24 June, 2015
Prosecutors in Peru say they have found a mass grave containing 17 bodies high in the Andes, in the Ayacucho region. The bodies are believed to be those of local farmers kidnapped by the Shining Path rebel group in the 1980s. Almost 70,000 people were killed in the two-decades-long conflict between the Peruvian government and the Maoist rebels, according to figures by Peru’s Truth and Reconciliation Commission. Read More of the BBC Story.
22 June, 2015
Authorities in Chile’s capital shut down hundreds of businesses and ordered hundreds of thousands of cars off the streets on Monday as a grey carpet of smog caused an environmental emergency in the city hosting the Copa America soccer tournament. read more. Read more of The Guardian story.
26 May, 2015
A volcanic eruption on the Galapagos Islands has raised fears that the ecosystem that inspired Charles Darwin’s theory of evolution may be under threat. On Monday, the Wolf volcano on Isabela Island erupted for the first time in 33 years, spewing fire, smoke and lava. The island holds the world’s only population of pink iguanas but they are not in immediate danger, officials say. Read more of the BBC News story.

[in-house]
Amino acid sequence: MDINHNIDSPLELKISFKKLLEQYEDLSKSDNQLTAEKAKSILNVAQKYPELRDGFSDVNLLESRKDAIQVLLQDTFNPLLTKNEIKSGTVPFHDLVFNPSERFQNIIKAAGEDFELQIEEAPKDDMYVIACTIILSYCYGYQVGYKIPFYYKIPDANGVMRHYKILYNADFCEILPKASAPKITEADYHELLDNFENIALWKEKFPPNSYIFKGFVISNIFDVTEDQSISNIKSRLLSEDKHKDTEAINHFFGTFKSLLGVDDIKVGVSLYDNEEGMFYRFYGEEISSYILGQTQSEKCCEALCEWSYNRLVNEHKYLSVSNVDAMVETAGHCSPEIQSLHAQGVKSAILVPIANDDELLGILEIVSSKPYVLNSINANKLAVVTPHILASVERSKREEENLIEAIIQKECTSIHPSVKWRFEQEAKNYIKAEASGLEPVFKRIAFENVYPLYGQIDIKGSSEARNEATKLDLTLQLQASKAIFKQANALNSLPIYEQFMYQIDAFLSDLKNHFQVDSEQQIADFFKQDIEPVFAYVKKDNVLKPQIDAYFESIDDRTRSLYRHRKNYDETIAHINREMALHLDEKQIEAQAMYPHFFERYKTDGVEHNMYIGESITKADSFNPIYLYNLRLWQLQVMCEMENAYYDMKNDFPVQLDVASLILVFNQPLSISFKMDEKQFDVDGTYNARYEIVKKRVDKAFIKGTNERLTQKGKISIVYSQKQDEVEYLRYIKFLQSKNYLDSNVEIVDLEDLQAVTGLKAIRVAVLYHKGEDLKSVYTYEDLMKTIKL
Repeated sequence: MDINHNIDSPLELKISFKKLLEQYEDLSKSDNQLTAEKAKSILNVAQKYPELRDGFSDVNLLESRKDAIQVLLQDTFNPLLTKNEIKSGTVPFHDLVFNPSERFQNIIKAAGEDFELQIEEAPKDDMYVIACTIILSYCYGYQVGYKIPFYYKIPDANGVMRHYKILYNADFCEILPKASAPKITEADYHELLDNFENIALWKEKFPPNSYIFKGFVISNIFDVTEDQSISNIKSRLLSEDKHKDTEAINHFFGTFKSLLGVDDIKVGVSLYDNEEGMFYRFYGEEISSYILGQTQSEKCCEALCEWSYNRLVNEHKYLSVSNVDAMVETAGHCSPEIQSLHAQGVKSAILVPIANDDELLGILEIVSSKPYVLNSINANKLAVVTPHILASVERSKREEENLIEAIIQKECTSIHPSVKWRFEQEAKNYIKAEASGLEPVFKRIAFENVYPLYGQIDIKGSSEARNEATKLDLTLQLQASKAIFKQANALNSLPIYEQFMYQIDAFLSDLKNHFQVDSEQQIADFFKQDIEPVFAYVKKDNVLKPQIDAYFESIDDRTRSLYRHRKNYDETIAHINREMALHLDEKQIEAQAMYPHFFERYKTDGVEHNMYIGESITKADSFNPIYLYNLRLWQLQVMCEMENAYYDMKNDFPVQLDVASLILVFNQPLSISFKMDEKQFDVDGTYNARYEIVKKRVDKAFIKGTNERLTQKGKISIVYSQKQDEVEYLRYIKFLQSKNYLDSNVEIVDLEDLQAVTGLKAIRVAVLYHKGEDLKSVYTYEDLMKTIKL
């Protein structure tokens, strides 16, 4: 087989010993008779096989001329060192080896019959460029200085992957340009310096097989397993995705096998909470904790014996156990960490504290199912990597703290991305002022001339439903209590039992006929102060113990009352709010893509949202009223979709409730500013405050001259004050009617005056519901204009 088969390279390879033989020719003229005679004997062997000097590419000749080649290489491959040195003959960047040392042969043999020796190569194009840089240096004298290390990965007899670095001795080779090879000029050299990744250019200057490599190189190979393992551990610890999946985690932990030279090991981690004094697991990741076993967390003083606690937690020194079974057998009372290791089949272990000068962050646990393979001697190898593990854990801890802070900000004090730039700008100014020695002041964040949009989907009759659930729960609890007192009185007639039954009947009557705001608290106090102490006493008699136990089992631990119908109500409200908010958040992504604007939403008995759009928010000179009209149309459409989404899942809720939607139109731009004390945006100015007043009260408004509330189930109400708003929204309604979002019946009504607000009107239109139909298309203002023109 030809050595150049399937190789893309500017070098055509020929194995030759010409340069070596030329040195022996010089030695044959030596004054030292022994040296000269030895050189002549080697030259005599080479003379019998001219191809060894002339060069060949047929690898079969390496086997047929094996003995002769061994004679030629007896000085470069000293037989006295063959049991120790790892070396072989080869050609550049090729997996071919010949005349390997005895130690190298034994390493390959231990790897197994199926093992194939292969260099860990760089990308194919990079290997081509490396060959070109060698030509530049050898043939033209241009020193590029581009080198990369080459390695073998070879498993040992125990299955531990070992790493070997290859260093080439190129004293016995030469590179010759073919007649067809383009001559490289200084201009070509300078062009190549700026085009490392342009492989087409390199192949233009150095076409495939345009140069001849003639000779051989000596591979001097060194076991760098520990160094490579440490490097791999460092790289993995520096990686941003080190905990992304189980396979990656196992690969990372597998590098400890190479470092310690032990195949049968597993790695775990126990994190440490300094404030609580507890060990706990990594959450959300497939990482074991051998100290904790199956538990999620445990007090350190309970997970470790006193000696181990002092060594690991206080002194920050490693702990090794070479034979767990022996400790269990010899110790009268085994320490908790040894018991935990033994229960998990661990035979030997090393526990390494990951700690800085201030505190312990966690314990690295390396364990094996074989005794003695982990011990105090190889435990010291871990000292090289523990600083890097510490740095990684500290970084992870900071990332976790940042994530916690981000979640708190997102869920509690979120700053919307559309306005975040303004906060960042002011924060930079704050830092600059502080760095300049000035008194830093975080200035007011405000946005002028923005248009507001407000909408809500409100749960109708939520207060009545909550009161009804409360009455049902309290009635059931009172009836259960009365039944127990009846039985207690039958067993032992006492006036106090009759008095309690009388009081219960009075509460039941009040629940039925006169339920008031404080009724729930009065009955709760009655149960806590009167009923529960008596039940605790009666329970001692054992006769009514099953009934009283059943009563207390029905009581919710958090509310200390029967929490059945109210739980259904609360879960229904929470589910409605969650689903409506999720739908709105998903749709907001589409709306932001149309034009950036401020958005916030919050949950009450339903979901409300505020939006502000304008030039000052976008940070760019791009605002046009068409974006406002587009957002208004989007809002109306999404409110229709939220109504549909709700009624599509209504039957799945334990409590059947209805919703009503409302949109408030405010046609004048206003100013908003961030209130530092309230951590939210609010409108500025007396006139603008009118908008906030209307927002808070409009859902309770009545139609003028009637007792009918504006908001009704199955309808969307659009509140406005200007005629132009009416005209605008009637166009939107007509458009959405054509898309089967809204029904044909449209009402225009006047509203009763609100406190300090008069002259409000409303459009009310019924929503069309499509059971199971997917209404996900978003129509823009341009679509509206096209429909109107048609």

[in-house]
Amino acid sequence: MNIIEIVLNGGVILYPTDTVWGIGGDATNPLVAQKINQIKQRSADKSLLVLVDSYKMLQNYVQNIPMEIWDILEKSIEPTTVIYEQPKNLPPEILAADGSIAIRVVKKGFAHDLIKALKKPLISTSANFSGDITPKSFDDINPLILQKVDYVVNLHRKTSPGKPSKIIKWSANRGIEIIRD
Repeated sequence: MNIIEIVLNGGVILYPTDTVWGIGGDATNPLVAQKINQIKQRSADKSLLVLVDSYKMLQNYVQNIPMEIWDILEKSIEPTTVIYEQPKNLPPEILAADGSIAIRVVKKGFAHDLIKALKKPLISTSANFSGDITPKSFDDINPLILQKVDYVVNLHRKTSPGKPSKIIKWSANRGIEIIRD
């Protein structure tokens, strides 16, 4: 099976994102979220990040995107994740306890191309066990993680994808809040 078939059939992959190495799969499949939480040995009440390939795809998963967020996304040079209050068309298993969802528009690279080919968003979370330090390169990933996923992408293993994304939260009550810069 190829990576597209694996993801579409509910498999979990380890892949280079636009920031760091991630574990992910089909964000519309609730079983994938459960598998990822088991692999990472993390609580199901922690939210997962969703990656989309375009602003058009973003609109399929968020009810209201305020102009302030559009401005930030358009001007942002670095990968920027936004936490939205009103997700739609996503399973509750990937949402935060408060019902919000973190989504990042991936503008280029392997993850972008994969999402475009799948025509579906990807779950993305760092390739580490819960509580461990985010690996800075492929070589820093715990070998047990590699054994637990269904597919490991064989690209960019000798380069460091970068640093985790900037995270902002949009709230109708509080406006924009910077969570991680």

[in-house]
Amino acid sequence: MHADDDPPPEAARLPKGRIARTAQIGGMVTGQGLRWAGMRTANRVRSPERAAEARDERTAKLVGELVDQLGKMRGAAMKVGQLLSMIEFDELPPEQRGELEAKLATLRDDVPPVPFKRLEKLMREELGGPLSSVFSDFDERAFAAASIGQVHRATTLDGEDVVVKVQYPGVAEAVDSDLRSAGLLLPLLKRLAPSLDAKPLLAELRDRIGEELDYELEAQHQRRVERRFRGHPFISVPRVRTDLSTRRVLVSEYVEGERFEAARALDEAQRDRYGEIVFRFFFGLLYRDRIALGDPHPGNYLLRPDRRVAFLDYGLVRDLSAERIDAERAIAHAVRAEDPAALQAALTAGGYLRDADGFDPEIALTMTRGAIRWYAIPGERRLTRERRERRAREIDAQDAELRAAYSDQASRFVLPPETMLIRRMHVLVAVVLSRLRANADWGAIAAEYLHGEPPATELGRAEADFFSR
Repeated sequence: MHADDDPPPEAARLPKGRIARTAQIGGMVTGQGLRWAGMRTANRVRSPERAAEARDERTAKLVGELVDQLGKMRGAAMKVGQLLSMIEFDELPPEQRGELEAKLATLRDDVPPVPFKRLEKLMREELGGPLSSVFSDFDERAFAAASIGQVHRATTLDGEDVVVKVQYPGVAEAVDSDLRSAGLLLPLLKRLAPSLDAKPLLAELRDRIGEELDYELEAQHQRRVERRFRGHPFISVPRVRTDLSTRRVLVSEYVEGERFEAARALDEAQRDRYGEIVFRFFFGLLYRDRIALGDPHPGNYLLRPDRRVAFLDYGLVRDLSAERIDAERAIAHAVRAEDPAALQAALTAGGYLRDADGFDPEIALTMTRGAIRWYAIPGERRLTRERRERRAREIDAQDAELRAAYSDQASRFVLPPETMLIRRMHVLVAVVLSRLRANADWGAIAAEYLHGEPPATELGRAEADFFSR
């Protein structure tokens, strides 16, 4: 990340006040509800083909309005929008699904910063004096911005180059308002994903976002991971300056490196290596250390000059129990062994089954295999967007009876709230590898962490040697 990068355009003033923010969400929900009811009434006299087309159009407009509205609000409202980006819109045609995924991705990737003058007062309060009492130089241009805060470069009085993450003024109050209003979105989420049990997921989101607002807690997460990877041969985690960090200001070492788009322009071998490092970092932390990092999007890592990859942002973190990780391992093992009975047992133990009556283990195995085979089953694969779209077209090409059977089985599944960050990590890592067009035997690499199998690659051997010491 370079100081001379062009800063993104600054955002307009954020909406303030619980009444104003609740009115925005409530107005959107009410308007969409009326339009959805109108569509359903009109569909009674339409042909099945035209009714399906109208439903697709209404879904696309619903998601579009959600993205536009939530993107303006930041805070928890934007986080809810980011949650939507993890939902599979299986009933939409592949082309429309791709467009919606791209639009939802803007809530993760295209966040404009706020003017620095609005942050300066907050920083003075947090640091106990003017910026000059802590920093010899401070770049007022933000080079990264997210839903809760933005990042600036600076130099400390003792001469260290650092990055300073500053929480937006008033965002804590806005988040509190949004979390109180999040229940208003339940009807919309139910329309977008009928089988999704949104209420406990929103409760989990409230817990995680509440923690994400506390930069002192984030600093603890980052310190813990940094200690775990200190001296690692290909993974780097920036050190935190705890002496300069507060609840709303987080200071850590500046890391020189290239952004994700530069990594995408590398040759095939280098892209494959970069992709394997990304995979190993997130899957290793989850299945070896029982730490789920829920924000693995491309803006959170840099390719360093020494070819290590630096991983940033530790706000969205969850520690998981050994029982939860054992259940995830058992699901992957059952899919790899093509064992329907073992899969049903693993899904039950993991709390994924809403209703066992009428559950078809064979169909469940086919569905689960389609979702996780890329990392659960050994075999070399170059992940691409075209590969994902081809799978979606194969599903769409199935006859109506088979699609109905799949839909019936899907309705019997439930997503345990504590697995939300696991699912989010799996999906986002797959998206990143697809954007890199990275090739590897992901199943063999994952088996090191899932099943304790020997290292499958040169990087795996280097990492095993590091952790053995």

25 May, 2015
Negotiators for Colombia’s Farc left-wing rebel group say they want to push ahead with peace talks. The announcement came just days after dozens of Farc rebels were killed in an air force bombing raid in south-western Cauca province. Read more
23 May, 2015
A Chinese scheme to build an east-west railway across South America, cutting across parts of the Amazon rain forest, has moved a step closer after Peru agreed to study the proposal. The scheme would link Peru’s Pacific coast with Brazil’s Atlantic shores. Read more